leadership

Speaking with Clarity and Courage: An Analysis of Character and Motive in Leadership

“The wicked flee when no one pursues, but the righteous are bold as a lion.” – Proverbs 28:1

Everyone that I have talked to about this series of presidential debates has been irked. There is something disheartening, if not despairing, about hearing two people vying for one of the most important jobs in the world speak with so little meaning. The second debate especially was riddled with contradictions, hypocrisy, mud-slinging, avoidance, and incoherent arguments. We all get the sense of uneasiness from the kind of leadership demonstrated, but what is the source of it?

Perhaps a story from Matthew’s Gospel can bring some clarity to what also seems to be going on in our day. In Matthew 21:23–27, Jesus is being questioned by the high priests and elders about his authority. In his regular style, he asks them a return question and conditioned his willingness to answer upon their own willingness. Their utter inability exposes the slipperiness of their character. The question was simple: did John the Baptist come from heaven or from man? They felt the dilemma; if they answered “from heaven,” then would then have no reason to doubt that Jesus too came from heaven. If they said “from man,” they would face the disapproval of the crowds, who took John to be a prophet.

Their lack of courage and clarity is exposed on two levels: character and motive. The character defect comes from the desire to self-promote. This desire is at constant war in each of us. As Bonhoeffer grimly examines, each of us walks into a group of people with the instinctual motive of discovering how we are better than everyone else. This can even be done in round-about ways: “I’m the most humble” or “I’m the most authentic.” Oddly enough, our need for self-elevation is dependent upon the approval of the very people we want to be elevated over. We need them to see that we are the best in such-and-such a sense, and we will go to great sneaky lengths to maneuver that outcome.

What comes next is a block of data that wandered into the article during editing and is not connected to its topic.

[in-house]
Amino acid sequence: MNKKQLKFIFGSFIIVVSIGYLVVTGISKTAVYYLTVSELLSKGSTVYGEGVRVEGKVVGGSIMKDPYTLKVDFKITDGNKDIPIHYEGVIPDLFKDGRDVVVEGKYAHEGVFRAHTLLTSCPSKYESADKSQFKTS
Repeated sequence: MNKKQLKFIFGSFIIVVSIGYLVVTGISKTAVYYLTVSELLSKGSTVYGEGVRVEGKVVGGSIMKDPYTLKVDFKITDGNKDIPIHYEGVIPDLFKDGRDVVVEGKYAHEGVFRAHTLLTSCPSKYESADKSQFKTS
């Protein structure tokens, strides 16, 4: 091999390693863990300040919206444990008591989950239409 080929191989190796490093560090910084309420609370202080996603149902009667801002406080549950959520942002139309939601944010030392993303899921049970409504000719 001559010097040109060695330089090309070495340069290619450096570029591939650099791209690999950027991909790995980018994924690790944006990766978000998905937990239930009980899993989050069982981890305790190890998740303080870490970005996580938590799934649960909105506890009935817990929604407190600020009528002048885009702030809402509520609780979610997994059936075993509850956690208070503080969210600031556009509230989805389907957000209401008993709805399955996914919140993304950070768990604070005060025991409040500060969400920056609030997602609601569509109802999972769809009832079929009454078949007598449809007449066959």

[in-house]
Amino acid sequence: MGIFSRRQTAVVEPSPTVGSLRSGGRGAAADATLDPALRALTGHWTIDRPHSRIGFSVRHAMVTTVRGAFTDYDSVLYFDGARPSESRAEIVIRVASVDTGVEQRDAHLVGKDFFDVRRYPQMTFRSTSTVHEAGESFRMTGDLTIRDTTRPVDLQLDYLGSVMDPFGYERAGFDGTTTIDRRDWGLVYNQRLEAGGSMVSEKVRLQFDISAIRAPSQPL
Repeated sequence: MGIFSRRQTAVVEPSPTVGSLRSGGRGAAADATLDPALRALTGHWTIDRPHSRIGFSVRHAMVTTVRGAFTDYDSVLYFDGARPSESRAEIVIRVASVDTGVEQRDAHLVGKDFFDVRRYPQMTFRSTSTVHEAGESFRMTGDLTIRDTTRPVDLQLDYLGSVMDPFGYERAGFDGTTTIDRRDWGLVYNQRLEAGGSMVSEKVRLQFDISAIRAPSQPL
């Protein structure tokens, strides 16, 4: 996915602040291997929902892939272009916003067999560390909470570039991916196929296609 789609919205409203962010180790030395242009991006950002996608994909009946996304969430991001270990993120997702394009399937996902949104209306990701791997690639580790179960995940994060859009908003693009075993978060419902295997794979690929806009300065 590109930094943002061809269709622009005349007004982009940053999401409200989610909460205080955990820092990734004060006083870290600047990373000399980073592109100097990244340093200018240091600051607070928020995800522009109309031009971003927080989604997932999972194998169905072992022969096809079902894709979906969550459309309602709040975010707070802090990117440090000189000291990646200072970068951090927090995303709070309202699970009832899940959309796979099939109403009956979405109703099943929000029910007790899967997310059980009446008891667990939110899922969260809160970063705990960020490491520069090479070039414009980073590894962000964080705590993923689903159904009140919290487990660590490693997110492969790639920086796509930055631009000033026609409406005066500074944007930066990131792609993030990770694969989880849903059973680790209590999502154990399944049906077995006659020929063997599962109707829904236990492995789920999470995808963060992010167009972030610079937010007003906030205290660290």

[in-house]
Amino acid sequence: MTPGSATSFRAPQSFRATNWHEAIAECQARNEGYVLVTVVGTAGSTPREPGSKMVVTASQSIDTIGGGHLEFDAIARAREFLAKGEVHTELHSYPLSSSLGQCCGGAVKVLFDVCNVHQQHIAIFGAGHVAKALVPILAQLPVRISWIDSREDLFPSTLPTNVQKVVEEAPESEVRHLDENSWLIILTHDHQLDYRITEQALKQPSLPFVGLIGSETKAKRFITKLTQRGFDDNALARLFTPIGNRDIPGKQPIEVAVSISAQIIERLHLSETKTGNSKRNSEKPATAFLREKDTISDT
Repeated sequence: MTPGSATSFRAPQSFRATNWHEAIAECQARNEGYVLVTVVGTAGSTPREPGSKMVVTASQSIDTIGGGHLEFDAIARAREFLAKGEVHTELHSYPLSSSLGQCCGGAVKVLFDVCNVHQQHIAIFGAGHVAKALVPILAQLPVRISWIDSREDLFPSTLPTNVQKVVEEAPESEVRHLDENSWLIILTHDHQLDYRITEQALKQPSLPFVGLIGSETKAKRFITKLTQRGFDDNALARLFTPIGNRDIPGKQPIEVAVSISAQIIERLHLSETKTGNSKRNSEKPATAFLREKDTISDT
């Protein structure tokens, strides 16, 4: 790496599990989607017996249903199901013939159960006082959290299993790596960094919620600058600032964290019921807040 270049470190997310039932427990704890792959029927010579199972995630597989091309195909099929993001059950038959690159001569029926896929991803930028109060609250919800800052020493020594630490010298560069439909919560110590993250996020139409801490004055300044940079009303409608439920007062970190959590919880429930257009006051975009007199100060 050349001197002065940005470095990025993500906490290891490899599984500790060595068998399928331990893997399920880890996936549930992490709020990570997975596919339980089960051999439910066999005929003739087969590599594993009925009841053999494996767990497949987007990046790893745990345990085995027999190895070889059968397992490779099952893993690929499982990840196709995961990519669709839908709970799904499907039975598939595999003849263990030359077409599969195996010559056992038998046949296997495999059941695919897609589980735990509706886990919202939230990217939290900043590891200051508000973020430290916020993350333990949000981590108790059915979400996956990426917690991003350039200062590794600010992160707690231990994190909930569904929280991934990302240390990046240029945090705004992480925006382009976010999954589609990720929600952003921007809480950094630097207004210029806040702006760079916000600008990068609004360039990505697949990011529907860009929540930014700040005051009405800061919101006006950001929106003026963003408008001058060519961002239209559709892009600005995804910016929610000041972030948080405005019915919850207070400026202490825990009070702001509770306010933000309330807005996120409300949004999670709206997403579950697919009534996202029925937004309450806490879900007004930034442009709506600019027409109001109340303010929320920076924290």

The strong godly leader, by contrast, needs to base one’s self sufficiency before the eyes of their Father, “Who is in secret” (Matt. 6:4, 6, 17). As Dallas Willard writes,

If you don’t have this one down, you will drive yourself nuts. You will be torn between pleasing people and pleasing God. You will be torn between your own integrity and what people who don’t understand are saying about you. You won’t be able to lead like this. You will find yourself caught between two different driving forces, and your only resource is an internal sufficiency before the Lord.

The other flaw in the approach of the high priests and elders was in their motives. It was a result-based attempt. They weren’t seeking truth, they were seeking the specific motive of, on the one hand, humiliating Jesus, and, on the other hand, saving face. When these motives drive us more fundamentally than truth, truth will be compromised for their sake.

A godly leader, however, must be rigorously and persistently driven by a pursuit of truth. And this determination must then be combined with a faith in God that allows the results of that truth to play out, even if it changes the direction of their desired outcome.

Only when a leader speaks from a character grounded in a relationship with God and from a search for unadulterated truth can they speak with true clarity and courage.